Regulation Social Media is the new Regulation FD

July 2, 2013
social media adoption chart

This post was written by Joe Hassett, Senior Vice President

One of our clients shared with us two new social media studies released in June by the National Investor Relations Institute (NIRI) and Corbin Perception Group. NIRI examined the use of social media by corporate investor relations officers (IROs), while Corbin looked at social media use by institutional investors. Together, the results showcase findings about how investor relations officers, the sell side, and the buy side use social media.

If you haven’t read the reports yet, you might be thinking that you could take a good guess at what the researchers found — that few IROs and institutional investors use social media. After all, it’s no secret that many IROs have resisted social media, mostly due to the regulatory environment, while investors are still skeptical of the value social media provides.

But a closer review of the reports shows that IROs and investors have a mixed use of social media. Opponents and advocates of social media can use the findings to make their case. In fact, based on our experience in the area and a deep look at the findings, we see some of the strongest data to date illustrating social media’s growing importance in IR communications, and the benefits companies can gain from folding social media channels into their overall IR communications program.

CATCHING THE CURVE: Investors and IROs have lagged in social media adoption

Several of us were talking about these findings throughout the following days, and we distilled our thoughts into an internal memo to our client. We want to share a version of that memo with you to articulate what these reports really demonstrate. Here is a version of that memo, which we hope you’ll share with others who’d be interested in the studies or have already seen them.


The Corbin report shows that institutional investors have a mixed use of social media. About half of investors use social media in their work (52 percent), and about half don’t (48 percent). Social media is even less prevalent among IROs, with 72 percent reporting to NIRI that they do not use social media in their work.

Since investing is all about information, we need to recognize that good data is good data — and bad data is bad data — regardless of the source or channel. According to the Corbin report, 92 percent of institutional investors consider the information gleaned from social media sites as either “somewhat or not at all reliable.”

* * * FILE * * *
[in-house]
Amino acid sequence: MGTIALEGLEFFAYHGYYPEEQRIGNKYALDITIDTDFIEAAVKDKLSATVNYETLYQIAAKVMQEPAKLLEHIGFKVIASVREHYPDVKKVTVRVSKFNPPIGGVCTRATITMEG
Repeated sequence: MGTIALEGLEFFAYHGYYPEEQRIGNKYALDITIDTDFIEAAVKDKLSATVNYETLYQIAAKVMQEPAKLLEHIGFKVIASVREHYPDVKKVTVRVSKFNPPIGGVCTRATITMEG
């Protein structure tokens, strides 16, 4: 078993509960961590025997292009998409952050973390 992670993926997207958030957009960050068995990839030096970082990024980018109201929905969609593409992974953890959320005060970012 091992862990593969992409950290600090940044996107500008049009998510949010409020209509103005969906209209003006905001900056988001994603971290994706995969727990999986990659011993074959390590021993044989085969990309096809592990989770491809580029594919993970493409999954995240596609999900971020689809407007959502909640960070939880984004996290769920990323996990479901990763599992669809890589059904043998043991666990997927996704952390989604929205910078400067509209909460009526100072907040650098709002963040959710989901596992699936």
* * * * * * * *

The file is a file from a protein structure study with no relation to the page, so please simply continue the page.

This isn’t surprising. Since social media is an open forum, it provides the ideal — even legitimate — platform for abuse, which, unfortunately, has been the bane of the investment community time immemorial, especially for microcap companies. It is possible investors see social media as just the most recent in a long list of communications vehicles that have been hijacked by unscrupulous self-promoters. And so the reputation of social media around the investment community has been tainted.

At the same time, 46 percent of institutional investors said the content on social media has influenced their investment decisions, according to the Corbin report. Various authorities have been analyzing sentiment and other attributes of social media to virtually gain a real-time sense of how a company’s customers view its products and how they use that data as part of the mosaic of information on which they base their investment decision. So, what is happening on social media is not being completely ignored by the investment community.

These results could also illustrate the difference between various generations of investors, with the younger generation being much more comfortable using social media than their older compatriots — traditionally late adopters. This shows that many investors are finding value in social media content, which contradicts the 92 percent who say the information is “somewhat or not at all reliable.”

That’s why the SEC’s recent announcement allowing companies to use social media to disseminate information is important. Forty-three percent of institutional investors say they will use social media more as a result of the SEC’s announcement, according to the Corbin report.

Similarly, 49 percent of IROs who don’t use social media for IR plan to reassess the issue within the next 12 months. This reassessment is mainly driven by the SEC’s new guidance, according to the NIRI report. These findings indicate that investors and IROs alike will be increasingly expecting to distribute and receive information via social media, creating an opportunity for companies to use these channels to meet their audiences’ needs.